Association upbeat about Md. Blues

December 10, 1992|By Ann LoLordo | Ann LoLordo,Staff Writer

The National Association of Blue Cross and Blue Shield say it's "optimistic" that the Maryland Plan will continue to improve its financial condition under the company's new leadership.

The association, which licenses the Blues programs, attributed its optimism in Blue Cross and Blue Shield of Maryland to "a series of positive performance initiatives" put in place at the insurer in recent months, according to a statement.

The national Blues issued its assessment of the troubled plan's future earlier this week after the association's president met in Washington Monday with Frank A. Gunther, chairman of the Maryland Blues, and William A. Beasman Jr., interim chief executive.

The two men wanted to brief the national group on steps the company has taken to improve the financial health of the troubled plan.

"To my mind, it was a very good meeting," Mr. Beasman said. "I felt relieved they were with us."

Clay Mickel, a spokesman for the national group, declined to elaborate on the statement, except to say: "What we heard and what we saw in that meeting makes us optimistic that recent trends in Maryland are going to continue and there is going to be an improvement there."

The Maryland insurer faces a Dec. 31 deadline to meet the first of three year-end performance goals imposed in April by the national group. If the plan fails to meet the goals for cash flow, reserves and service, it risks losing its license to operate as a Blues plan.

Mr. Gunther met with national Blues President Bernard Tresnowski to try to convince him that the Blues expect to meet the two financial goals.

Mr. Beasman said the national association offered to help the Maryland plan "all we can if you need it," particularly with the company's service delivery problems.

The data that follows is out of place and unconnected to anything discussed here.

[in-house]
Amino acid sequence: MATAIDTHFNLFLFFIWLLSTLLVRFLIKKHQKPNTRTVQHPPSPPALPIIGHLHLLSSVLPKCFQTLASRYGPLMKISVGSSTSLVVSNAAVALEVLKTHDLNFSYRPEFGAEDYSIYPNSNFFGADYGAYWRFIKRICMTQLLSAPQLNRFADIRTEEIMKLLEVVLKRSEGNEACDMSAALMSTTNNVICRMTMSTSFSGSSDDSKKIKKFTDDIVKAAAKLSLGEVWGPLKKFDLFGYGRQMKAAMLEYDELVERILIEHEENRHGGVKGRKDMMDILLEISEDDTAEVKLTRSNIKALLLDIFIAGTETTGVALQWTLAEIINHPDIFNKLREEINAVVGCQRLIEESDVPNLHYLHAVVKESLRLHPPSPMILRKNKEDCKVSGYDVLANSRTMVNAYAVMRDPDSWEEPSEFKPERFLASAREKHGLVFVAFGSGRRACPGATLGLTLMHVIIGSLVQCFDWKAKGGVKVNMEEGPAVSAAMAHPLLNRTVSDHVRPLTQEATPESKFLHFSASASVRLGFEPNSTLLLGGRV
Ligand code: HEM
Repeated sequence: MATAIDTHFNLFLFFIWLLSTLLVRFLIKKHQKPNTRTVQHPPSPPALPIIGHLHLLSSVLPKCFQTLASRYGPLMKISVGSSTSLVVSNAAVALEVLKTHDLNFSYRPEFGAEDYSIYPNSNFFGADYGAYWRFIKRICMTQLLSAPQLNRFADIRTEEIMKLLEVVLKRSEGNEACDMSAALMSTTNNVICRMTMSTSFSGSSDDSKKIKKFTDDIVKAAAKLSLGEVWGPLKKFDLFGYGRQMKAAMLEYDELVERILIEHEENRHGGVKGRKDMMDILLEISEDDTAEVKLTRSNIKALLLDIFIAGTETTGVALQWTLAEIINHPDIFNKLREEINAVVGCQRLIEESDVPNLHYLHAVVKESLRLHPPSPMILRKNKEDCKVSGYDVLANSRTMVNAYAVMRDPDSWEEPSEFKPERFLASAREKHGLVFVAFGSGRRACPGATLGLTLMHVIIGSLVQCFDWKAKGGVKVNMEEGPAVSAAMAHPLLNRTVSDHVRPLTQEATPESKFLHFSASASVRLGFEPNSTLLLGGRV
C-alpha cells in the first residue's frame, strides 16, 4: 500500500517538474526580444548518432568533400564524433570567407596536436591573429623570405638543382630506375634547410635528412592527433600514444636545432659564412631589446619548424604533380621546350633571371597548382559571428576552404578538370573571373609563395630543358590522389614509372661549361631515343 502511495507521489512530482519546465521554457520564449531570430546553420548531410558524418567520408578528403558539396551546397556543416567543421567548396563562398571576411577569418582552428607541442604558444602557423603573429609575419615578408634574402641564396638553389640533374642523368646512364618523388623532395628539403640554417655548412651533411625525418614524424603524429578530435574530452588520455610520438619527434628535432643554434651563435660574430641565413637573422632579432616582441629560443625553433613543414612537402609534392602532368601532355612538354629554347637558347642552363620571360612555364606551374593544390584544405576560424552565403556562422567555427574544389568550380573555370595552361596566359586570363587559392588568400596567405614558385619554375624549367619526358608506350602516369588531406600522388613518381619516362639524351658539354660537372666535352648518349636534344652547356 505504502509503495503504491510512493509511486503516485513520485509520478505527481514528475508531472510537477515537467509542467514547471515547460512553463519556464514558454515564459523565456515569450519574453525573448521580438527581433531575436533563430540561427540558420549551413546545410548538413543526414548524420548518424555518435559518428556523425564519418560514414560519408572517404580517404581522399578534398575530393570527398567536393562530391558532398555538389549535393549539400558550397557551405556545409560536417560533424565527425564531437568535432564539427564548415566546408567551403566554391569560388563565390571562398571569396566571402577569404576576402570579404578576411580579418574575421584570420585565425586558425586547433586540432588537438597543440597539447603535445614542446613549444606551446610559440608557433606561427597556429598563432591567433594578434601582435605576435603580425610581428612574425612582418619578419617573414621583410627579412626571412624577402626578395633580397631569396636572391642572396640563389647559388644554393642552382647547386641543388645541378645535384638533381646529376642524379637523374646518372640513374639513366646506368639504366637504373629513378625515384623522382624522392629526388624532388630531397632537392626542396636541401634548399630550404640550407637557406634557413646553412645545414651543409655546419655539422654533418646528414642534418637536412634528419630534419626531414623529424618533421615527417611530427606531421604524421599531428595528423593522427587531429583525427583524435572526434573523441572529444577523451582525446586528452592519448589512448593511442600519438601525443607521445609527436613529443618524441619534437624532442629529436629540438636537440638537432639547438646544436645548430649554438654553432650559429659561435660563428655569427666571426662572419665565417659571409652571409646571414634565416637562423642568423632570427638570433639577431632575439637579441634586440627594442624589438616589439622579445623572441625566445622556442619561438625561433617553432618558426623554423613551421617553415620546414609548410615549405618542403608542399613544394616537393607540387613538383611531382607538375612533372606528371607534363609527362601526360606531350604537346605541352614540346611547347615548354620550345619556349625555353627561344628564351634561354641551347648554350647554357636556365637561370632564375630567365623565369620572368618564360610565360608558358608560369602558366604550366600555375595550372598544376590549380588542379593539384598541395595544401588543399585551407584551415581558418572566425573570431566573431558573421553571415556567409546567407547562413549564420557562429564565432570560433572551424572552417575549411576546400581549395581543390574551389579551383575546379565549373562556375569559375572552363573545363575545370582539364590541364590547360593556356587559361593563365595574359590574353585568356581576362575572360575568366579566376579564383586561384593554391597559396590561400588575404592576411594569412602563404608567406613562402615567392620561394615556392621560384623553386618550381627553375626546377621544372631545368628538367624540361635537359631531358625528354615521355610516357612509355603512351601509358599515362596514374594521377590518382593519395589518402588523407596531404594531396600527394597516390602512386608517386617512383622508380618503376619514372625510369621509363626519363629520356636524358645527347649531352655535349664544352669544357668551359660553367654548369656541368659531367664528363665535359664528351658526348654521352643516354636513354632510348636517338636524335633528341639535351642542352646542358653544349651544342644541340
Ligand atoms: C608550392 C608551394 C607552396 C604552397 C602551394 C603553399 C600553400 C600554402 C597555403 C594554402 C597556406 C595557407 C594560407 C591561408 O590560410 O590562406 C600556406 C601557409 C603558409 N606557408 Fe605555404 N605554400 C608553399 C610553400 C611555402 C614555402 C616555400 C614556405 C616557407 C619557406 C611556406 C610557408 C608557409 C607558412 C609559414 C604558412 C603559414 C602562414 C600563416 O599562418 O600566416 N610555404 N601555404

But, he said, the association said that "1993 is the year we'll be watching you very closely."

In another development, the Maryland Blues announced yesterday its second reorganization of top management in three weeks.

Since Friday's resignation of company President Carl J. Sardegna, the Blues board has issued the findings of a nine-week internal review of the company and named Mr. Beasman, a former board member and retired bank president, as interim chief executive officer.

Mr. Beasman promoted three executives yesterday to senior vice presidents: John A. Picciotto, the company's legal counsel; James R. Swenson, chief financial officer; and Thomas J. Higgins, who will oversee human resources and other internal staff operations.

In late November, Mr. Sardegna asked three top executives to leave and a fourth to accept reassignment to other duties. The shake-up came two months after a congressional investigation found widespread mismanagement at the Blues. Stephen E. Bailey, a senior vice president who was transferred during that reorganization round, resigned yesterday.

Mr. Gunther said a five-member committee of the board, headed by Richard E. Hug, chairman of Environmental Elements Corp., would head the search for a chief executive officer.

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